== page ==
Deciphering the state of immune silence in fatal COVID-19 patients

Bost, Pierre; De Sanctis, Francesco; Canè, Stefania; Ugel, Stefano; Donadello, Katia; Castellucci, Monica; Eyal, David; Fiore, Alessandra; Anselmi, Cristina; Barouni, Roza Maria; Trovato, Rosalinda; Caligola, Simone; Lamolinara, Alessia; Iezzi, Manuela; Facciotti, Federica; Mazzariol, Annarita; Gibellini, Davide; De Nardo, Pasquale; Tacconelli, Evelina; Gottin, Leonardo; Polati, Enrico; Schwikowski, Benno; Amit, Ido; Bronte, Vincenzo

Nature Communications, volume 12, Article number: 1428 (2021)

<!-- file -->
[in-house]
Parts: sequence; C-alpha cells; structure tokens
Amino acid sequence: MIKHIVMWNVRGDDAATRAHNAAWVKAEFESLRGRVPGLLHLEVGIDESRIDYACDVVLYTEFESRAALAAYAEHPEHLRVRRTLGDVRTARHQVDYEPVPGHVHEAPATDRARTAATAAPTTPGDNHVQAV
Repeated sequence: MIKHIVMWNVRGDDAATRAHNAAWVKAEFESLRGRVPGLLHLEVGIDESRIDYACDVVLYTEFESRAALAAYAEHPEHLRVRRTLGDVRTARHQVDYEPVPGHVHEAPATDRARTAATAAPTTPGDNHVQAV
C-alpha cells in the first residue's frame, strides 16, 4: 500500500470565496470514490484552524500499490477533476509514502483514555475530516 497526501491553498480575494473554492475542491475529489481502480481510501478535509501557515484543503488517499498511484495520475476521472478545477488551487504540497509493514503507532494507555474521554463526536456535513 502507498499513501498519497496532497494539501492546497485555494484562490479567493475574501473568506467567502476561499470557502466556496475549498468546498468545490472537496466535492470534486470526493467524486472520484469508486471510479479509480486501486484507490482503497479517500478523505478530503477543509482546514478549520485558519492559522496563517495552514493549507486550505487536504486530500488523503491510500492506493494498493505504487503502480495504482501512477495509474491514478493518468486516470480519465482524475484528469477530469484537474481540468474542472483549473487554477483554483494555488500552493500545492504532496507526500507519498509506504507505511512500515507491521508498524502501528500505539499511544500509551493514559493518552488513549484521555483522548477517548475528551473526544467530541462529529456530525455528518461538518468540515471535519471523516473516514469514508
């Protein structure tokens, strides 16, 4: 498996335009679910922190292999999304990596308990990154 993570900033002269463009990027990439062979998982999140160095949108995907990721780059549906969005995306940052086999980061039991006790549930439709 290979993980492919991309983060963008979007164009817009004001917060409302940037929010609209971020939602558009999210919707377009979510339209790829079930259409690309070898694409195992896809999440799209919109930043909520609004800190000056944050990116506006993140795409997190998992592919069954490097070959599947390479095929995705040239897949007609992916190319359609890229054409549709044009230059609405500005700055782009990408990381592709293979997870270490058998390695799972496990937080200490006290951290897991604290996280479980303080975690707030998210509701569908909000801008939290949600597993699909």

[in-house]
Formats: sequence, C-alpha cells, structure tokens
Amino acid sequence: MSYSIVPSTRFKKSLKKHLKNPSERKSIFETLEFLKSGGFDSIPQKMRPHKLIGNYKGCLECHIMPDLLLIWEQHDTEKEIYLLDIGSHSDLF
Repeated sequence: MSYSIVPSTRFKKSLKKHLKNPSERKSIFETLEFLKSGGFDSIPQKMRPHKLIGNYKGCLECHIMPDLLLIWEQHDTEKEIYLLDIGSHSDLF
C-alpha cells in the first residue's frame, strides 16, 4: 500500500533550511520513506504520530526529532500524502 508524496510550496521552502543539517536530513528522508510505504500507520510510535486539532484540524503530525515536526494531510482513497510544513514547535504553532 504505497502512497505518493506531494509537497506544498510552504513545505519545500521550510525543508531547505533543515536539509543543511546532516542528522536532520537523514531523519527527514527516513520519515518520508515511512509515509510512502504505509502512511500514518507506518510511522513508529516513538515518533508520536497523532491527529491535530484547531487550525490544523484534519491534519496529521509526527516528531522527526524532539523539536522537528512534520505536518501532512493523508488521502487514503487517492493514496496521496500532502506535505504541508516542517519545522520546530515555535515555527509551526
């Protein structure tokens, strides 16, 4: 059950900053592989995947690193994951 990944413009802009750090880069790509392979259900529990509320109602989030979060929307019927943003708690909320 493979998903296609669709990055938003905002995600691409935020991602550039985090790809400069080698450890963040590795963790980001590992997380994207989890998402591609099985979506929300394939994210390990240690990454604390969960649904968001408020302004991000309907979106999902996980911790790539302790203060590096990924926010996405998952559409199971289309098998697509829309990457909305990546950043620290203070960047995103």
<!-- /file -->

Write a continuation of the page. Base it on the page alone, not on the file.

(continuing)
Since the beginning of the SARS-CoV-2 pandemic, COVID-19 appeared as a unique disease with unconventional tissue and systemic immune features. Here we show a COVID-19 immune signature associated with severity by integrating single-cell RNA-seq analysis from blood samples and broncho-alveolar lavage fluids with clinical, immunological and functional ex vivo data. This signature is characterized by lung accumulation of naïve lymphoid cells associated with a systemic expansion and activation of myeloid cells. Myeloid-driven immune suppression is a hallmark of COVID-19 evolution, highlighting arginase-1 expression with immune regulatory features of monocytes. Monocyte-dependent and neutrophil-dependent immune suppression loss is associated with fatal clinical outcome in severe patients. Additionally, our analysis shows a lung CXCR6+ effector memory T cell subset is associated with better prognosis in patients with severe COVID-19. In summary, COVID-19-induced myeloid dysregulation and lymphoid impairment establish a condition of 'immune silence' in patients with critical COVID-19.


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